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Doug  Wyllie

Doug Wyllie

Doug Wyllie has authored more than 1,000 articles and tactical tips aimed at ensuring that police officers are safer and more successful on the streets. Doug is a Western Publishing Association “Maggie Award” winner for Best Regularly Featured Digital Edition Column. He is a member of International Law Enforcement Educators and Trainers Association (ILEETA), an Associate Member of the California Peace Officers’ Association (CPOA), and a member of the Public Safety Writers Association (PSWA).

William Harvey

William Harvey

William "Bill" Harvey is currently serving as chief of police in south central Pennsylvania. He retired from the Savannah (Ga.) Police Department where he worked assignments in training, patrol, and CID. Harvey has more than 25 years of experience working with recruits, rookies, and FTOs.

Bad Behavior and Attitudes

Please check all your baggage at the academy's door.

February 01, 2010  |  by William Harvey - Also by this author

I had to attend a meeting the other day at the local academy. It was nothing out of the ordinary except it was the first day for a new cycle of recruits. Ah, the memories this brought back of when I worked at the regional academy.

I grabbed a coffee with one of the academy cadre and did some recruit watching; some things never change. After three decades of being involved in police training, academies, and podium time, I see things with my eyes that may escape the recruits. If you are preparing to attend the academy or currently suffering through it, let me offer you some academy survival tips.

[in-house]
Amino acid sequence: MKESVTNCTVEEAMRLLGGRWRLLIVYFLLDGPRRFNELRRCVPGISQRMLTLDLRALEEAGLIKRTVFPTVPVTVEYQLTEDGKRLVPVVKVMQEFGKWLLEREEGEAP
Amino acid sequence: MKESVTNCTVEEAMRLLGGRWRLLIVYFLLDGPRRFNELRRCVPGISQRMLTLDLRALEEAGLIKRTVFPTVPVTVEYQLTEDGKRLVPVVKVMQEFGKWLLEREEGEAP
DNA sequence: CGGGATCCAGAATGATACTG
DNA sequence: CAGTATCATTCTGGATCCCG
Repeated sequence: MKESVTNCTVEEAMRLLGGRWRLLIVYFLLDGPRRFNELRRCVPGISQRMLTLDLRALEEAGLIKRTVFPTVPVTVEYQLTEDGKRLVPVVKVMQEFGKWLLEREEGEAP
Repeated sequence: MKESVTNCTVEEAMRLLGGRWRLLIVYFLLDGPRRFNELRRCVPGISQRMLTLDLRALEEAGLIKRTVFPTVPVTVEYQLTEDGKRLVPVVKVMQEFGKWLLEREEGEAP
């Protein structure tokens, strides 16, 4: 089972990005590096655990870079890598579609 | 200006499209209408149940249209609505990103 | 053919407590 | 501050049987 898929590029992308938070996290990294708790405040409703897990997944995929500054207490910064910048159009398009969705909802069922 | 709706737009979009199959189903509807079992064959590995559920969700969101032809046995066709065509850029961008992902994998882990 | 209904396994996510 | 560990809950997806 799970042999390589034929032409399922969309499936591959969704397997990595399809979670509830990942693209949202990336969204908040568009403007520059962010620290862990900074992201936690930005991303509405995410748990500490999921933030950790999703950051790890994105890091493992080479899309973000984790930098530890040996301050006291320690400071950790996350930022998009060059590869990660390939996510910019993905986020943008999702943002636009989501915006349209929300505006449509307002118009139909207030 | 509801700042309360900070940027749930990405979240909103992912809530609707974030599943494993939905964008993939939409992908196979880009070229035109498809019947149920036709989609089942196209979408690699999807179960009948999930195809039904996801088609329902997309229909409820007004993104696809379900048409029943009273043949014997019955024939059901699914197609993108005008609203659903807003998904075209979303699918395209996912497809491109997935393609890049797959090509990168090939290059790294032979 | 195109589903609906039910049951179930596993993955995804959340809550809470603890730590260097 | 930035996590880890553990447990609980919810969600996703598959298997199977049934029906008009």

Check your attitude at the door.

I have observed the privileged students with that look of shock in their eyes. "You mean I am going have to do this?" their faces say. Answer: yes.

There is no express lane for people from a certain family. No exit ramp to graduation because you have a college degree. There are no free passes on the streets. Therefore study, work, and sweat here to avoid getting hurt out in the real world.

Even with uniforms on, you can often pick out those who have the "I don't belong with these people" look. Face it, these are your classmates and you will have to get along and work as a team to pass; I have no need for free thinking individuals in the academy mode.

I always like the students that are former military (Hooah), for they understand the basic training mindset. They understand the temperament of the staff; they are there for a mission to convert you from a raw civilian into a law enforcement officer. The staff will drive you to the goal. Train hard or go home.

Recruits that possess military experience or have been high school or college team athletes all understand the teamwork concept. They too understand that you are a faceless body with a last name and number, no special treatment. If this concept bothers you, don't let it; it is designed this way for a purpose. You have to learn to become a team player, so learn the dynamics now. One day when you are on the streets and call for assistance, you want the team coming.

Behavior Issues

So you make mistakes (you are human) and you get corrected (got your butt chewed) and now you want to pout. Take your lumps and drive on; consider it a learning experience. Some who come to the academy may have not experienced "correction" like this before; so deal with it. I don't know a single cop who would say he or she didn't get their butts handed to them at one time or another during the training process. This is also to test your mettle.

Often I have explained to recruits that we do not measure the recruit by how "bad" a disciple you are but by how you respond, and then if you drive on. In other words, how do you handle adversity and learn from it?

So if and when you get called into the office or dropped for push-ups, do it, deal with it, learn from it, and drive on. It is not to humiliate you but to correct you and prepare you. What is important now is that you not exhibit immature behavior. This is no time to be a kid; it's time to be a cop.

Train hard or go home.

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